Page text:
I have finished the second, and final Lady Grey coat. It has taken me all of January, because I did a lot of hand tailoring. This was probably unwise, seeing that cotton velvet is not particularly amenable to tailoring techniques, but I had fun trying. Putting it off until January also allows me to submit it to
Gigi's JAM (jacket a month) challenge at Stitchers' Guild. Procrastination can be a good thing.
See this thread for the pros and cons of hand tailoring cotton velvet.
See these bad, blurry photos.
These are all you are getting. It is far too hot to put on a coat like this at the moment. Only the very windy day allowed these photographs to be taken early this morning (note, I do not plan to wear this coat over a sundress in normal circumstances - the shoes however, I think are perfect with the coat).
I like this coat more than my linen version. I took a lot more trouble with it. There are still some very annoying issues, but I am not beating myself up about them. I have not sewn with this fabric before, nor have I hand tailored a coat before.
I particularly liked using Kenneth King's Cool Couture book in the making of this coat. The aspects I have not yet posted about include:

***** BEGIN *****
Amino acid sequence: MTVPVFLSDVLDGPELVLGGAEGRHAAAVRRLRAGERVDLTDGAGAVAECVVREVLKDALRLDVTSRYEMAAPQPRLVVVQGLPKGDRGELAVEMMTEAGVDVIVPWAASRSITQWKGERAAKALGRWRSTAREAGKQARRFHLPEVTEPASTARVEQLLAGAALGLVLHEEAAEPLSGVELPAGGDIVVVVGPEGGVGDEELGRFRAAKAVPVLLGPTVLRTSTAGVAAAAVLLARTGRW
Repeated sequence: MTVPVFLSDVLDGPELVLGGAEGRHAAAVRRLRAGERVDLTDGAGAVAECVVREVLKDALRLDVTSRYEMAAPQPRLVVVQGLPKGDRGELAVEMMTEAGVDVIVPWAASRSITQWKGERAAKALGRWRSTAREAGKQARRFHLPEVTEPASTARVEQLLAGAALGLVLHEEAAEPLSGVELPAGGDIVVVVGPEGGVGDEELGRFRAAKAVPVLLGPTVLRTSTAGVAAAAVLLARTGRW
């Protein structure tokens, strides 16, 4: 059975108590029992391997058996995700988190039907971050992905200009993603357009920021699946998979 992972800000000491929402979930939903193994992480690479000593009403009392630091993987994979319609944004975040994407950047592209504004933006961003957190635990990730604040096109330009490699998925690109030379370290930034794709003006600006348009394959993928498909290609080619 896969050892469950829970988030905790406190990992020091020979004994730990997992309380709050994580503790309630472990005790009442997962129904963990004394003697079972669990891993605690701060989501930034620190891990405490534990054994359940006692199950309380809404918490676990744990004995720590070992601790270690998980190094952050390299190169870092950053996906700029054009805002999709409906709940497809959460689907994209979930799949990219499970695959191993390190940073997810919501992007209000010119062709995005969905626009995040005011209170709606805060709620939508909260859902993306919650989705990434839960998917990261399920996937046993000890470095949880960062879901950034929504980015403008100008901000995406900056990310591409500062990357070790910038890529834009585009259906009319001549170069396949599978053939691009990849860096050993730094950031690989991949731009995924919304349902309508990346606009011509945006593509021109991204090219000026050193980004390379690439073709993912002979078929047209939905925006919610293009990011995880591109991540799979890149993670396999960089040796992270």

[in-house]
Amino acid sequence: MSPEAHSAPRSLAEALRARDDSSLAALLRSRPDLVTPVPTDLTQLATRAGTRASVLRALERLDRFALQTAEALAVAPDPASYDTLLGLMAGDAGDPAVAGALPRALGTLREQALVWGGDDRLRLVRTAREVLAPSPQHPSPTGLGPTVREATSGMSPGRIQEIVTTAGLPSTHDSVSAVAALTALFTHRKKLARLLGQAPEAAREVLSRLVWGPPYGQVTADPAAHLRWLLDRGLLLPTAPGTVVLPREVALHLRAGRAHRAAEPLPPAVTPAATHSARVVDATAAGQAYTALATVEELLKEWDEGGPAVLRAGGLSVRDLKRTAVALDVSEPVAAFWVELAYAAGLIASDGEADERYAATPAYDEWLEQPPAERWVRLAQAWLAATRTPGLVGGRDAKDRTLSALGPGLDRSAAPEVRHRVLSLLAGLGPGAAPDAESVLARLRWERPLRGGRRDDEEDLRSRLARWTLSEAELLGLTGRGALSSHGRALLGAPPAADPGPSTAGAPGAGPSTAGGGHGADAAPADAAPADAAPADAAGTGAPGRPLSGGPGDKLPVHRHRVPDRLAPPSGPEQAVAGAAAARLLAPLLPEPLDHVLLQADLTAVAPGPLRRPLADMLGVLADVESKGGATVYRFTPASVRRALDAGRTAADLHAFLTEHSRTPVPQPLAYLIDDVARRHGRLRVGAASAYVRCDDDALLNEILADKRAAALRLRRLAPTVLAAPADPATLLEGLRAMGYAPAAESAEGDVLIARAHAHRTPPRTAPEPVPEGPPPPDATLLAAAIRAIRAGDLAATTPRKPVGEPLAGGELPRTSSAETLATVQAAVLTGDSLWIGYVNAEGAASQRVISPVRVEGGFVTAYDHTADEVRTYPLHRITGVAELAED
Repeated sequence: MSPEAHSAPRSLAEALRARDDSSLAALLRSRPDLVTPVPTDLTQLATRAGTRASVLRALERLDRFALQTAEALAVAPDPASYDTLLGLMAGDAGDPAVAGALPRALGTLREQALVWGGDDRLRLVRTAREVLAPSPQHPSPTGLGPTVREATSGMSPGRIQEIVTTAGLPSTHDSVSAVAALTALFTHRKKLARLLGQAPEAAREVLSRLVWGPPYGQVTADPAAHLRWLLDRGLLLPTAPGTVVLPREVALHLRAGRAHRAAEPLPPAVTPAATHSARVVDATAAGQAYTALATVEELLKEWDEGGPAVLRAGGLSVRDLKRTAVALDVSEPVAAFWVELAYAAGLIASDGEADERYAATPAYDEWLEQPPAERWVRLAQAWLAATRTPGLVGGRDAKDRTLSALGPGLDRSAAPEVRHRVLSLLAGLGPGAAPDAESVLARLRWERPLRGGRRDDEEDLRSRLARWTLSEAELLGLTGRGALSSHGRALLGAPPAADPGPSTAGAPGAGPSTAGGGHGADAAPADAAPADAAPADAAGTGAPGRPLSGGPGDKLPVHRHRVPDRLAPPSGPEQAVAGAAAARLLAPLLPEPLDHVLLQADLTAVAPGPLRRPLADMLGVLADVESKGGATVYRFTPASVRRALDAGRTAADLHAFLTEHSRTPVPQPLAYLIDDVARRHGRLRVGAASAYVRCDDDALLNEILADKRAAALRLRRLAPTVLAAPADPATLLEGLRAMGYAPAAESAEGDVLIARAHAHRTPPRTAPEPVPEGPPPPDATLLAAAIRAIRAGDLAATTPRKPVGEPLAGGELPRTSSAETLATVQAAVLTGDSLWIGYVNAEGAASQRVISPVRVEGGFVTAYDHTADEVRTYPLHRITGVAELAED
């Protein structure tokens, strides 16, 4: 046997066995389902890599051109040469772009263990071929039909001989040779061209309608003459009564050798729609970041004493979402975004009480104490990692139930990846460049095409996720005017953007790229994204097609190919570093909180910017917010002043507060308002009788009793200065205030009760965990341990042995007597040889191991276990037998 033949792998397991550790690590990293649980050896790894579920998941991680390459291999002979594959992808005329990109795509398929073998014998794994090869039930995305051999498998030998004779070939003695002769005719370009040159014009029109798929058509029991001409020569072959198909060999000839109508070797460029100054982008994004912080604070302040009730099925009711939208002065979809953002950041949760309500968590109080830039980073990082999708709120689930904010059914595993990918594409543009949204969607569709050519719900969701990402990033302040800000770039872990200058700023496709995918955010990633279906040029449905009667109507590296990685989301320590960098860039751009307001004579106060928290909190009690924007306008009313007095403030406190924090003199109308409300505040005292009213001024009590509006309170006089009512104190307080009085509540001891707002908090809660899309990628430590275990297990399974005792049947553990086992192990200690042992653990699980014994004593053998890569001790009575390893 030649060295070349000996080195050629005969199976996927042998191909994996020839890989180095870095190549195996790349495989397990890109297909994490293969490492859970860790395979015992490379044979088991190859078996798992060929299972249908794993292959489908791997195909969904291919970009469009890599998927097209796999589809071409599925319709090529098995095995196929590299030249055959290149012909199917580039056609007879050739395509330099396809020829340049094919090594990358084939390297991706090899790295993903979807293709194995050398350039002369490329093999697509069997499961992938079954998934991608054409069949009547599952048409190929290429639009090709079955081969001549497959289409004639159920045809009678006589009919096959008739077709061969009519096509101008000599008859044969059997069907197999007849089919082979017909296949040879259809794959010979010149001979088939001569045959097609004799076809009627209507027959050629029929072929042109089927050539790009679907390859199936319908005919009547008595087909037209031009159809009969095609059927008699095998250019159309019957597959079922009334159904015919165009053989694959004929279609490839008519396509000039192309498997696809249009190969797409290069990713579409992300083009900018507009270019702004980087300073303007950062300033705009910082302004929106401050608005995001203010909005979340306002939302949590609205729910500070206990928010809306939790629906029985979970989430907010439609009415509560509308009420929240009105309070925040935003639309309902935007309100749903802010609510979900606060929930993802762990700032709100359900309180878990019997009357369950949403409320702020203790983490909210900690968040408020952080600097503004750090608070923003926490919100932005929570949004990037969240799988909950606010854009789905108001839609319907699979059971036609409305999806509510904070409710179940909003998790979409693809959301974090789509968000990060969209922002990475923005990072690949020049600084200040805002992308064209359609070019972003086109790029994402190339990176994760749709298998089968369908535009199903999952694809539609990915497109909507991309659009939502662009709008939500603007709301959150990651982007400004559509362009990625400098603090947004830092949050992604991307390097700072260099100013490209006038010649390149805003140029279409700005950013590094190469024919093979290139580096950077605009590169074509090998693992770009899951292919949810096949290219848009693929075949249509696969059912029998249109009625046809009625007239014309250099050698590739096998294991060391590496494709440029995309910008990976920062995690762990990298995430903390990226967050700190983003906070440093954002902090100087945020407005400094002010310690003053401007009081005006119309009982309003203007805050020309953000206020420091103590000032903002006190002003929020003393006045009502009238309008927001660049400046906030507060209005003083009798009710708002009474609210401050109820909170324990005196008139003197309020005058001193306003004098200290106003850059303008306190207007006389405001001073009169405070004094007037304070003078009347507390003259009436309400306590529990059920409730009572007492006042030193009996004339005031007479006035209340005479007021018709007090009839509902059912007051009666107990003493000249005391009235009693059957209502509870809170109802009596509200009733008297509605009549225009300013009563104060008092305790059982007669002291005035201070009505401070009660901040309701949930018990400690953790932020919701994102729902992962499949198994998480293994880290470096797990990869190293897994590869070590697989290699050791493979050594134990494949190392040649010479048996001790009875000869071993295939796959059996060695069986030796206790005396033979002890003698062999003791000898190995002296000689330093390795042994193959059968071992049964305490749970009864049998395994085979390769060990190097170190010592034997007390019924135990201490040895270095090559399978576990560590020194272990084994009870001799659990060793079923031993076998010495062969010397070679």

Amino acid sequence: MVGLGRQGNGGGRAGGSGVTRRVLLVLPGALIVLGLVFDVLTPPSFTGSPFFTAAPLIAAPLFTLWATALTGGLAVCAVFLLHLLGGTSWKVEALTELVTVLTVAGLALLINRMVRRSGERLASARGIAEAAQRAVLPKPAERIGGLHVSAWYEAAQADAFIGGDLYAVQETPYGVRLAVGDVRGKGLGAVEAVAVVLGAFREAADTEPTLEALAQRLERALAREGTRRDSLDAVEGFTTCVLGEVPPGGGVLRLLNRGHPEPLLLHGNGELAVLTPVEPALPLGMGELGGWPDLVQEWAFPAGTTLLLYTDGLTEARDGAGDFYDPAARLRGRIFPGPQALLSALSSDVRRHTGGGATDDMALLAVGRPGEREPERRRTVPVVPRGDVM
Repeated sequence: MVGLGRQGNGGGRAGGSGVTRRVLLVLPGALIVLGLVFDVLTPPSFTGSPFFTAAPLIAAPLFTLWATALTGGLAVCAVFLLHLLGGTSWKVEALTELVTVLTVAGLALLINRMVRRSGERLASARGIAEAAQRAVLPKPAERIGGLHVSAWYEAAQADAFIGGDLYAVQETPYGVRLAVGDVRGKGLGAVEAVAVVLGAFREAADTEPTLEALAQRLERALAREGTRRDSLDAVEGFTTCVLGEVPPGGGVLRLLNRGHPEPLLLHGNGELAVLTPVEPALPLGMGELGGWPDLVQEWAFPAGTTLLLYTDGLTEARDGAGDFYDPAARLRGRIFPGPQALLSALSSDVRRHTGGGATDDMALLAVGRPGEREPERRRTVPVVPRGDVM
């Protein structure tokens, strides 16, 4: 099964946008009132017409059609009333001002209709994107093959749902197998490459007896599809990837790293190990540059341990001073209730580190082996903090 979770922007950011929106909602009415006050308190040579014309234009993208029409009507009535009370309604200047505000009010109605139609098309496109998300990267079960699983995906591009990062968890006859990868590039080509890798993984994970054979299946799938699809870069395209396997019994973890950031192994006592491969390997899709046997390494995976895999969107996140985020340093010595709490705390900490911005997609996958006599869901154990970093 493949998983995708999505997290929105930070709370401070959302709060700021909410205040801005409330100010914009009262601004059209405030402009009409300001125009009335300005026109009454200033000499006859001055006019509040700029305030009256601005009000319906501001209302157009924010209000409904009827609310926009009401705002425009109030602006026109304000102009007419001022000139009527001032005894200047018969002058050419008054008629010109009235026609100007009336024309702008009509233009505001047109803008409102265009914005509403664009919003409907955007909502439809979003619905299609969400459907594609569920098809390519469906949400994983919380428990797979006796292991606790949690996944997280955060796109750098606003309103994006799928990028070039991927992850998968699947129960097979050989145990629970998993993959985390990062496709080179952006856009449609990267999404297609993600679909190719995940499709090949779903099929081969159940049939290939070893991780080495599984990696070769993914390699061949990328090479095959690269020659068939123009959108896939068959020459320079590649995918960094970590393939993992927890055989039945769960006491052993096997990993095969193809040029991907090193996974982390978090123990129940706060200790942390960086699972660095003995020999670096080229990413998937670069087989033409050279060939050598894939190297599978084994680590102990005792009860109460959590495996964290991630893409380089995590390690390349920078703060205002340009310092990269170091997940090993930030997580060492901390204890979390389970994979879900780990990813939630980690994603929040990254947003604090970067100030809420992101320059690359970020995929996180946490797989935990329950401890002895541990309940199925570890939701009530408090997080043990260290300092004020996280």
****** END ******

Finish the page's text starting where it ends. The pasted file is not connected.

1.the internal, ribbon welt pocket
(the placement of this allows items in the pocket to sit just above the waist, not over the bust, but meant I had to sew the internal buttons on through only the inside of the pocket, sort of fiddly)
2: The no-pad shoulder pads, made from layers of hair canvas.
This may have been my favourite part of making the coat. They curve so nicely all by themselves!
3. The hem interfaced with a bias strip of wool melton.
I was quite pleased with how I gently gathered the hem using the melton bias,until I saw how puffy the hem was. I assume Kenneth King is talking about this effect when he describes "thickness" and "soft fold". I am not sure if I like it, or maybe I have just stuffed it up - quite likely really.
4. The use of bias cut wool to gather the sleeve head - extra wide in Kenneth King's variation to help pad out the top of the sleeve.
Other things I really enjoy are the sand washed silk lining, the hand dyed cotton lace trim for the lining (cherries and a tea bag in boiling water, I felt most clever), and the secret embroidery on the inside.
The butterfly is reinforcing the back pleat, and the flower is disguising the part where I cleverly clipped a hole in the fabric instead of the seam.
If I wear this coat, it will be a bonus.
I have finished with Lady Grey now. The pattern is lightly used (I traced it and folded it back up with the original folds as best I could).
As it is rather a pricey pattern, I hate to see it just sitting around. It has already come across the Pacific by airmail, so if anyone in Australia or New Zealand could use it, I would be very happy to pass it on. If you would like it leave me a comment and an email or blog contact so that I can collect your address.
Edited to fix links